As I will argue in the final part of this review, Smith's argument does not hold because it lacks an important aspect related to political participation: namely the danger of structural discriminations. However, Smith clarifies that the erasure or withdrawal from identity that is experienced when entering an online pseudonymous political space does not mean that we lose our private identities altogether. Instead of eliminating our private identities when speaking politically we experience them as wholly contingent and as something which has been the basis of political subjectivity. In this sense, we speak universally and not as an undifferentiated member of an identity whose concerns are only related to that specific group (48-49). Regarding the term "universal emptiness", Smith gives the example of a movement that cannot be reduced to a singular identity or situation; therefore its "emptiness" enables plurality:
The political subject as universal means that the subject's speech and action is relevant to all and is addressed to the public, while its emptiness enables plurality, as there are no specific qualifications or positive attributes that someone must have in order to become a subject. (41)
In Chapter Four, Smith addresses the broader concept of political participation and asks what political subjects in an online political realm actually do? Although Smith is not clear about what the practical implementation of his ideas could look like he argues that a new vision of practical participatory politics is necessary, and that the Internet has the capacity to reinvigorate the debates on political participation (80). As I will argue in the final part his notion of participation fails to offer a critical horizon. Rather than addressing a critical activity his approach occurs more as an ideal theory. In more concrete terms, in Smith's view a political subject operating within an online political realm can vastly improve political participation by simplifying participation and making it more accessible. According to Smith, participation is one of the most basic requirements for politics, as the ability to speak and be heard and to take part in action is essential for any attractive understanding of politics. As he states:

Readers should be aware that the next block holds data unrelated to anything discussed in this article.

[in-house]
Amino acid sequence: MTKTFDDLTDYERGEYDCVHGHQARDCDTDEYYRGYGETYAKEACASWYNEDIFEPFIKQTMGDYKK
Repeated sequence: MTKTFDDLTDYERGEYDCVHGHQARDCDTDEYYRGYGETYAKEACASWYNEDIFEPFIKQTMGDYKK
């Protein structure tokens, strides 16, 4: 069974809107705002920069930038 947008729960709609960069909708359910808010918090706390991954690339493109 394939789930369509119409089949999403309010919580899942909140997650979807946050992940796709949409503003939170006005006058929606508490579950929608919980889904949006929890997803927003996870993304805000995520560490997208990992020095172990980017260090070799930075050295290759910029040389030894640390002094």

The goal is to participate in government, not merely to be able to talk about what the government is doing with other people. [...] Instead of positing the Internet as a communications tool, alternative space, or useful supplement, the real potential lies in placing the infrastructure of politics online. (81)
In Chapter Five, Smith builds on a fundamental insight of Chantal Mouffe's agonistic democracy theory, which is that conflict is an inevitable outcome of the basic fact of human plurality and the primary driver of politics. In order to reinvigorate and transform politics into something more participatory and by placing it online, he advocates for participating in conflicts and disagreements on political issues, rather than trying to develop online political spaces where conflicts are reconciled or avoided. The author asks: "If all conflict disappeared, then what would political participants have left to do?" (97) According to Smith, we have to aim for the availability of conflictual spaces which help foster productive forms of conflict against the challenge of echo chambers, customised and personalised technology, filter bubbles and trolls. Enabling spaces that accept and embrace conflicting views is productive in fostering plurality and subject formation. Finally, he proposes that new algorithmic structures could be specifically designed to manage online political discussion maintaining the ability to disagree.
Smith's intervention in the debate of political participation and the role of the Internet is an important challenge to the current political theory of democracy, where questions of the online political realm are often too easily dismissed. Here the book provides interesting insights, especially in clarifying the idea of an online political subject, which he elaborates in Chapter Two.
He makes a convincing case for an online disembodied subject which is capable of withdrawing from its own identity and entering a situation of universal emptiness. But I also found much to challenge. Turning back to the argument of the book, that politics can be reinvigorated and transformed into something more participatory and agonistic by placing it online, I want to critically reflect on the following two points: structural exclusions and political theory as a critical activity.